1915 film footage of Monet, Renoir, Rodin and Degas

Originally published at: 1915 film footage of Monet, Renoir, Rodin and Degas | Boing Boing

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shagging…

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I love footage like that. Its a reminder that all of those brilliant artists where living breathing (and smoking) human beings like you and me.

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This with the music was wonderful. You could see how happy Rodin looks as he smiles after happily chiseling away like a little beaver with a chisel.

This really made me smile. I hope I’m that busy and happy when I’m an old man.

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Aww, noo. I don’t want to be the one that rains on your parade, but most of Rodin’s sculptures were small (I have seen some of the originals in the Glyptotek in Copenhagen, and you could pick up the original for ‘The Kiss’, and ‘The Thinker’): he had someone else with a pantograph make bigger copies. I fear he is smiling like a chipmunk because he hasn’t touched a piece of marble in ages. It is marble, I reckon: it’s tough stuff. Michaelangelo was whacking that stuff beyond his 90th, but he was a legend.

Renoir has a gadget tied into his hand. It seems it is a little more complicated then I described in an earlier post, because he has some lady swapping brushes for him. But the poor guy will have been in pain from arthritis for over twenty years when this as taken. He looks chipper, all things considered. But don’t ask how he paints those lovely paintings when he drops his fork…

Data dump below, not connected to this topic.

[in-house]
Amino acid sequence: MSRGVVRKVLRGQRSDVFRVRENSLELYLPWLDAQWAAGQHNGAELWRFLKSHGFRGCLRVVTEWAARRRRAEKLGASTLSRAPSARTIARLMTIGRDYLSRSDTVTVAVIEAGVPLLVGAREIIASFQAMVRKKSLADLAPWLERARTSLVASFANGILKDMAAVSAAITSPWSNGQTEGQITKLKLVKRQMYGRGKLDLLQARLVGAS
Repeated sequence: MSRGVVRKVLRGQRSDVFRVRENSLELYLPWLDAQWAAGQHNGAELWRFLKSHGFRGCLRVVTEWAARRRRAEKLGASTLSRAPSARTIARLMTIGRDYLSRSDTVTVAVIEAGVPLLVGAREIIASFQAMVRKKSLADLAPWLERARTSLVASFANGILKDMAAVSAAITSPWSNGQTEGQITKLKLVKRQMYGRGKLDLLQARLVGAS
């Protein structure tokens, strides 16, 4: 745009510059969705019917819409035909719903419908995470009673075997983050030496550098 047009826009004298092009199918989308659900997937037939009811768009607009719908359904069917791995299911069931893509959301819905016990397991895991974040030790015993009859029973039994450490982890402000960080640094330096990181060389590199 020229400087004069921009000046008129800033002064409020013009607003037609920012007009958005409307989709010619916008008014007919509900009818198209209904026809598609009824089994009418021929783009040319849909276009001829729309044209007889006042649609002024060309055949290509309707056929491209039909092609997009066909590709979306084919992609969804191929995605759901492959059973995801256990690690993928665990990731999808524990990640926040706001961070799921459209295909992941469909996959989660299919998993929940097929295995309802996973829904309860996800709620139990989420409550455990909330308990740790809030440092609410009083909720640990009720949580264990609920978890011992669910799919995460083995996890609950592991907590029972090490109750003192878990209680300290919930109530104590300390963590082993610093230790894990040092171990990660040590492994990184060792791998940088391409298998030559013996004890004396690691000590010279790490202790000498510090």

Monet is as good as ever. I was visiting my parent’s place in France (can’t go there now because Brexit) and someone had planted waterlilies in a local pond, and that was pure Monet. If you can get to Paris, see his waterlilies in the elliptical room in the “Jeu the Paume” museum. Can you imagine painting a 360-degree elliptical canvas? I could do the maths of the projection but he just got out his stepladder and did it. Damn.

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If he commissioned the bigger pieces directly, and they were copied from his smaller works with a 3d pantograph, they still count, though I did not know this.

Isamu Noguchi is another favorite. I used to live near his final work, Moerenuma Park, on the outskirts of Sapporo. It’s a giant open air geosculpture park with a glass pyramid gallery in part of it.

I used to bike to it late at night in winter, when it was technically closed, but there was no formal entrance gate. I’d go climb the artifical mountain in the snow at night and watch the sun set over the plains at twilight in the distance, and watch the stars come out over the mountain range flanking the city on the other side of it.

It’s a stunningly beautiful place, especially in fall at twilight.

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Seeing the garden at Giverny, alive and swaying though in B&W, is especially poignant. One recognises it immediately from the Impressionist works painted by an artist who had (at the time of the film) failing eyesight but the continuing talent and genius to capture the truth of the scene. Combined with Monet’s lack of affect in front of the camera, it captures a special moment.

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If there is footage of Monet, Renoir, Rodin and Degas, where did they hide all the film and radio interviews with Nikola Tesla, who died in 1943?

It’s at Comet PingPong…

…in the basement!

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